Bridge Pose strengthens the back of your legs and also resets the lower back. It awakens the glutes and hamstring, which is important as these muscles tend to become dormant easily (particularly the glutes). That’s why it’s important to squeeze the glutes moderately as you lift in bridge pose to get the maximum benefit out of it. You can progress this posture by doing a single-leg bridge – with one leg lifted.

Gate Pose

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The Gate Pose is great for awakening your core. Image: Courtesy Namita Piparaiya/Yoganama.

This is a wonderful posture that integrates both the lower and upper body as it stretches the hamstrings, torso, shoulders and also awakens the core as you try to stabilise yourself in this position.

Wide-Leg Forward Bend

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When done correctly, the Wide-Leg Forward Bend gives the spine a good stretch. Image: Courtesy Namita Piparaiya/Yoganama.

Forward bends have a very calming impact on the breath and the body. They also give a good stretch to the spine. However, because of the nature of this posture, it is easy to pull yourself into an excessive stretch and that can result in discomfort in the lower back. So, exercise caution and practice with moderation.

Wall Puppy Pose

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The Wall Puppy Pose helps you breathe better. Image: Courtesy Namita Piparaiya/Yoganama.

This is a modification of Extended Child Pose and it’s perfect for travellers. The palms are higher than the shoulders, which simulates a gentle backbend. It helps open up the upper back and shoulders which is not only relaxing but also helps you breathe better. The best part is it can be done anywhere as long as you have access to a wall.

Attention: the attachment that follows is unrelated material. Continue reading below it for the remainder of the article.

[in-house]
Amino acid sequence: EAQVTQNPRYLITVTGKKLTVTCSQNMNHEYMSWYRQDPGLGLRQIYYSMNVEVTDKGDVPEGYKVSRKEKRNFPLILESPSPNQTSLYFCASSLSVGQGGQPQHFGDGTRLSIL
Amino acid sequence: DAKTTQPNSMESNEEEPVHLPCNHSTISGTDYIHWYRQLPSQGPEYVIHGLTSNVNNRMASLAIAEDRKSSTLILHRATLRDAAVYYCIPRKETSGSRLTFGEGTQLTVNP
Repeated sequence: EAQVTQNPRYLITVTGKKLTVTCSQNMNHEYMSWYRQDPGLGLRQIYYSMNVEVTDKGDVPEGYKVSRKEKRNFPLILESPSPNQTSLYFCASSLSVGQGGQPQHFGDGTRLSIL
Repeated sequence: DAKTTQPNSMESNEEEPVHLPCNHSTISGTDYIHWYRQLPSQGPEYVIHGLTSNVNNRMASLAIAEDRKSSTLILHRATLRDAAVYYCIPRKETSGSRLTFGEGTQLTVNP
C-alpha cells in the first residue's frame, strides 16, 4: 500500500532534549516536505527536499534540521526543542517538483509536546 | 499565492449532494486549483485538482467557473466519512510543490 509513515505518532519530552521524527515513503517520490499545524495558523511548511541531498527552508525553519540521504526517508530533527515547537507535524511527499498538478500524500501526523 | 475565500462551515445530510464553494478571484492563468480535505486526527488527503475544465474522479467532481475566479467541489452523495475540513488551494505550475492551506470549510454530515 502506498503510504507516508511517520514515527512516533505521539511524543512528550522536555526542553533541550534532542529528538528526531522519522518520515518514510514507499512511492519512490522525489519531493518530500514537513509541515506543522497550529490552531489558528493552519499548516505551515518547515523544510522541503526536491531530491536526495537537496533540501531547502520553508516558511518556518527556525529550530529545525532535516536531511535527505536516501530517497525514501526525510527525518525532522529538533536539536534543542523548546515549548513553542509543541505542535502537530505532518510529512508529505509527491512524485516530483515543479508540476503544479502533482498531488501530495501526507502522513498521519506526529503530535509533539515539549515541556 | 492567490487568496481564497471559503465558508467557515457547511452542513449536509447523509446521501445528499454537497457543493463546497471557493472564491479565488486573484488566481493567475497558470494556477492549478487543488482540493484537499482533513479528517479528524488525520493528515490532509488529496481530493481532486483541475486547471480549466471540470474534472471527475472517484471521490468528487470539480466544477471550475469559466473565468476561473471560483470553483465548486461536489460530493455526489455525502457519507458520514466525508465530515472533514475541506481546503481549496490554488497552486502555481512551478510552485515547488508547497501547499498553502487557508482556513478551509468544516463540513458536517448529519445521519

Pranayama and Meditation

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Mindful meditation can help you stay calm and travel on. Image: Courtesy Namita Piparaiya/Yoganama.

Breathing exercises and meditation can be an asset for any traveller as they are relaxing, calming, energising and a great way to use your time when you’re jet lagged. Sleep issues, travel delays, paperwork hassles, and any number of unforeseen events and stresses can interweave themselves into our travel schedule. Mindfulness practices like meditation can help you stay calm, cantered and balanced through all of them.

Corpse Pose

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Rebalance your energies with Shavasana. Image: Courtesy Namita Piparaiya/Yoganama.

For someone with the travel bug, lying still and motionless might be the most counter-intuitive posture. But that’s exactly the reason you must make time for it. Shavasana is a grounding position that helps rebalance your energies. Ayurveda believes that travel leads to the imbalance of Vata or Air elements. This can cause problems like lack of sleep, dry skin, disorientation and dizziness, and erratic digestion. That’s why the complete earthy stillness created by Shavasana is the perfect counter to bring the light and mobile air element under balance.

[All these Yoga postures can be held for up to five to nine breaths. Pranayama and Meditation can be done for five to 15 minutes, depending on your schedule. Shavasana is best done for at least three to five minutes, or longer. It’s important to be mindful in your practice, never do anything that is painful or severely uncomfortable. It’s best to practice moderation and challenge yourself gently to push your limits but never too much.]